Sunday, October 23, 2005



Weeks after he took over the investigation 22 months ago into the unauthorized disclosure of a CIA operative's identity, special counsel Patrick J. Fitzgerald got authority from the Justice Department to expand his inquiry to include any criminal attempts to interfere with his probe, according to a letter posted Friday on Fitzgerald's new Web site.

Fitzgerald is nearing a decision on whether he will prosecute anyone when the federal grand jury term ends Friday. The letter specified that he could investigate and prosecute "perjury, obstruction of justice, destruction of evidence and intimidation of witnesses."

According to a lawyer familiar with the case, the current speculation about such charges eventually arising appeared to have occurred to Fitzgerald in the first months of his inquiry.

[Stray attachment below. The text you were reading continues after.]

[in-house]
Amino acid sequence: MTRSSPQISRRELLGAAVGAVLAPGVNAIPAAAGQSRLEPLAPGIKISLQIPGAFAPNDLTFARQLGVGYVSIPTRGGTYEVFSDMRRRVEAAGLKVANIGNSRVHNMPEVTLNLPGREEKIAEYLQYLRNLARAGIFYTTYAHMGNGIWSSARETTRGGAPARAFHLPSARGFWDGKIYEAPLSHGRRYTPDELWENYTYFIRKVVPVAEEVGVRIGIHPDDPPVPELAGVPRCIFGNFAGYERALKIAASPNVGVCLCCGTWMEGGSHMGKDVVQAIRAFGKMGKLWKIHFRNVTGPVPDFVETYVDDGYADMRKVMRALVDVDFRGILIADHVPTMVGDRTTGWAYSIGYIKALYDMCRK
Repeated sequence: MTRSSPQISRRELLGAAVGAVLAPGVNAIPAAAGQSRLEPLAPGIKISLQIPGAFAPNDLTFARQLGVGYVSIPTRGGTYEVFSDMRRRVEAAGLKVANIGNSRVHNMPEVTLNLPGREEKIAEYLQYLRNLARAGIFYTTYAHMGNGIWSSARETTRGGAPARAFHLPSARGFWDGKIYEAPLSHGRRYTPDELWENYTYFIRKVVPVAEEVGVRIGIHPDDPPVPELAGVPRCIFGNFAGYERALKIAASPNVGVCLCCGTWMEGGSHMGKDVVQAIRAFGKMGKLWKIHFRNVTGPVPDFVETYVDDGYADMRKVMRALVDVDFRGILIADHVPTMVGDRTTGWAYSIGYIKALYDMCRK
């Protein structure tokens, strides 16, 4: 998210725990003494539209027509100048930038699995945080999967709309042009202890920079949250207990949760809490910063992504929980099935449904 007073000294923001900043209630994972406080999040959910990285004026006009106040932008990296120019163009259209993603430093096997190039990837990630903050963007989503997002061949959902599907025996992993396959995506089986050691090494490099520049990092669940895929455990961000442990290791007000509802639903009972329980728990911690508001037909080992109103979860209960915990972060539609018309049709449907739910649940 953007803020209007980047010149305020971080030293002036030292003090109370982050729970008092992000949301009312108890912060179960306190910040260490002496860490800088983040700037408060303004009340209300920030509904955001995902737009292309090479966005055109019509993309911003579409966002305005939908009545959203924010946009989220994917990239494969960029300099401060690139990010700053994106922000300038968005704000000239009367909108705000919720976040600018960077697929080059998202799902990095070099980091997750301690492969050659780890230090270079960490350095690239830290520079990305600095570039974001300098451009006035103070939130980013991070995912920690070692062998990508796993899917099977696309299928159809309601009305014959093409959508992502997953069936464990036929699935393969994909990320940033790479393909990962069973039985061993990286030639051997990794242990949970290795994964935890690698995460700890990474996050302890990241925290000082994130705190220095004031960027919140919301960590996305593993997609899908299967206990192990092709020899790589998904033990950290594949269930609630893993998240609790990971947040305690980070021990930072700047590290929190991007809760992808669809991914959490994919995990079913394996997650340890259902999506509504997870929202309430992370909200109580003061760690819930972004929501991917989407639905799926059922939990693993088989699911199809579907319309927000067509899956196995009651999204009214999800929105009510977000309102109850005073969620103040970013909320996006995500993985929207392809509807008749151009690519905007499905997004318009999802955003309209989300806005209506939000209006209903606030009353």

In a letter dated Feb. 6, 2004, then-Deputy Attorney General James B. Comey said that he was clarifying, "at your [Fitzgerald's] request," the added authority to investigate and prosecute "crimes committed with intent to interfere with your investigation." Fitzgerald's appointment as special counsel on Dec. 30, 2003, after then-Attorney General John D. Ashcroft recused himself, gave him specific authority to investigate "the alleged unauthorized disclosure of a CIA employee's identity," according to another letter from Comey posted on the Web site.

"The fact that he [Fitzgerald] asked for authority that he probably already had, but wanted spelled out, makes it arguable that he had run into something rather quickly," Washington lawyer Plato Cacheris said yesterday.